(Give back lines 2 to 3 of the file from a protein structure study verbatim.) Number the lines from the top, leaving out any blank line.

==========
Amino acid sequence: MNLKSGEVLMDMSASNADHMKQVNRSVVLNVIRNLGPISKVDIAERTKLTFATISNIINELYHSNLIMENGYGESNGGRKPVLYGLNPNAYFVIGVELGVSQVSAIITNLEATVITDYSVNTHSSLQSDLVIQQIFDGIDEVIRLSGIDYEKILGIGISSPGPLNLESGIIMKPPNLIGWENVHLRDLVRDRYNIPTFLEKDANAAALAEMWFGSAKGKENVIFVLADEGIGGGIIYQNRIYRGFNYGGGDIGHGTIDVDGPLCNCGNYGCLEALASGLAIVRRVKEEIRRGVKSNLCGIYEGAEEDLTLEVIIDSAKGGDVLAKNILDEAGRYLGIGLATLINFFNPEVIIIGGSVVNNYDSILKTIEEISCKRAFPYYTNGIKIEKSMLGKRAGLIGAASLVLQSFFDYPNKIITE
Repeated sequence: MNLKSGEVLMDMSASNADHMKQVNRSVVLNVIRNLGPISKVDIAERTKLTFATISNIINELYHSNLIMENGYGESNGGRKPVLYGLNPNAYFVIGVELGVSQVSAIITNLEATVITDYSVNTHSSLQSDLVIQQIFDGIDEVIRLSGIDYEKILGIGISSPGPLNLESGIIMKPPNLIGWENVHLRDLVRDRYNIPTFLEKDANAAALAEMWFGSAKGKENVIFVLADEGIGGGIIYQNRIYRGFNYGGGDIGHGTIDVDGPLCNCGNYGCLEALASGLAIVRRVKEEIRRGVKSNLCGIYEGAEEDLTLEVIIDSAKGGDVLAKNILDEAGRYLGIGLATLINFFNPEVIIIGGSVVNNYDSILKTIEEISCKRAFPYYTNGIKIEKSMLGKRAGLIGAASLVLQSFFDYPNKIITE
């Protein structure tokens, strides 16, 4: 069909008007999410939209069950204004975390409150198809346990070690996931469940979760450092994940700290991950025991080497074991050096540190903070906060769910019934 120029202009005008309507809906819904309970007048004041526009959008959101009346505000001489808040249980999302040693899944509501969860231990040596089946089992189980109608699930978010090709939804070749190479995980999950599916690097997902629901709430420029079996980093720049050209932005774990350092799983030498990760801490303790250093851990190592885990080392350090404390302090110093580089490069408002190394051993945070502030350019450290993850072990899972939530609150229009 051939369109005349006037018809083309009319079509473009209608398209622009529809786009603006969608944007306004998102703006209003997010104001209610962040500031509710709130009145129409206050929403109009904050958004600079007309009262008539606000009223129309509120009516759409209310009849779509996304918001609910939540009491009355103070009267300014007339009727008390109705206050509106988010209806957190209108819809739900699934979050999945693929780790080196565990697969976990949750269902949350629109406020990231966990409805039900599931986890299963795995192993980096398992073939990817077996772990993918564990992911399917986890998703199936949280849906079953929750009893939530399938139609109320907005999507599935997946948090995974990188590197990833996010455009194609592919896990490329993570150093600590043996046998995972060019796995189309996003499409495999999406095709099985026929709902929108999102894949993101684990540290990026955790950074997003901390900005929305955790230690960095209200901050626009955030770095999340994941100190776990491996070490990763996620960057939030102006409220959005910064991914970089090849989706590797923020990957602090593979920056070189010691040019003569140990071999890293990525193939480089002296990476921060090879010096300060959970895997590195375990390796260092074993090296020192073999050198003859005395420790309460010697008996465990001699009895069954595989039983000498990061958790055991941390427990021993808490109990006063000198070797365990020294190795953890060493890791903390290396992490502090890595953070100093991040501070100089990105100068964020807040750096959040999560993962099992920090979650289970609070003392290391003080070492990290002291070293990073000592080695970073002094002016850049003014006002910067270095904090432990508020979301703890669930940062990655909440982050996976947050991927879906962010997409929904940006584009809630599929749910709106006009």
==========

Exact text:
Repeated sequence: MNLKSGEVLMDMSASNADHMKQVNRSVVLNVIRNLGPISKVDIAERTKLTFATISNIINELYHSNLIMENGYGESNGGRKPVLYGLNPNAYFVIGVELGVSQVSAIITNLEATVITDYSVNTHSSLQSDLVIQQIFDGIDEVIRLSGIDYEKILGIGISSPGPLNLESGIIMKPPNLIGWENVHLRDLVRDRYNIPTFLEKDANAAALAEMWFGSAKGKENVIFVLADEGIGGGIIYQNRIYRGFNYGGGDIGHGTIDVDGPLCNCGNYGCLEALASGLAIVRRVKEEIRRGVKSNLCGIYEGAEEDLTLEVIIDSAKGGDVLAKNILDEAGRYLGIGLATLINFFNPEVIIIGGSVVNNYDSILKTIEEISCKRAFPYYTNGIKIEKSMLGKRAGLIGAASLVLQSFFDYPNKIITE
């Protein structure tokens, strides 16, 4: 069909008007999410939209069950204004975390409150198809346990070690996931469940979760450092994940700290991950025991080497074991050096540190903070906060769910019934 120029202009005008309507809906819904309970007048004041526009959008959101009346505000001489808040249980999302040693899944509501969860231990040596089946089992189980109608699930978010090709939804070749190479995980999950599916690097997902629901709430420029079996980093720049050209932005774990350092799983030498990760801490303790250093851990190592885990080392350090404390302090110093580089490069408002190394051993945070502030350019450290993850072990899972939530609150229009 051939369109005349006037018809083309009319079509473009209608398209622009529809786009603006969608944007306004998102703006209003997010104001209610962040500031509710709130009145129409206050929403109009904050958004600079007309009262008539606000009223129309509120009516759409209310009849779509996304918001609910939540009491009355103070009267300014007339009727008390109705206050509106988010209806957190209108819809739900699934979050999945693929780790080196565990697969976990949750269902949350629109406020990231966990409805039900599931986890299963795995192993980096398992073939990817077996772990993918564990992911399917986890998703199936949280849906079953929750009893939530399938139609109320907005999507599935997946948090995974990188590197990833996010455009194609592919896990490329993570150093600590043996046998995972060019796995189309996003499409495999999406095709099985026929709902929108999102894949993101684990540290990026955790950074997003901390900005929305955790230690960095209200901050626009955030770095999340994941100190776990491996070490990763996620960057939030102006409220959005910064991914970089090849989706590797923020990957602090593979920056070189010691040019003569140990071999890293990525193939480089002296990476921060090879010096300060959970895997590195375990390796260092074993090296020192073999050198003859005395420790309460010697008996465990001699009895069954595989039983000498990061958790055991941390427990021993808490109990006063000198070797365990020294190795953890060493890791903390290396992490502090890595953070100093991040501070100089990105100068964020807040750096959040999560993962099992920090979650289970609070003392290391003080070492990290002291070293990073000592080695970073002094002016850049003014006002910067270095904090432990508020979301703890669930940062990655909440982050996976947050991927879906962010997409929904940006584009809630599929749910709106006009």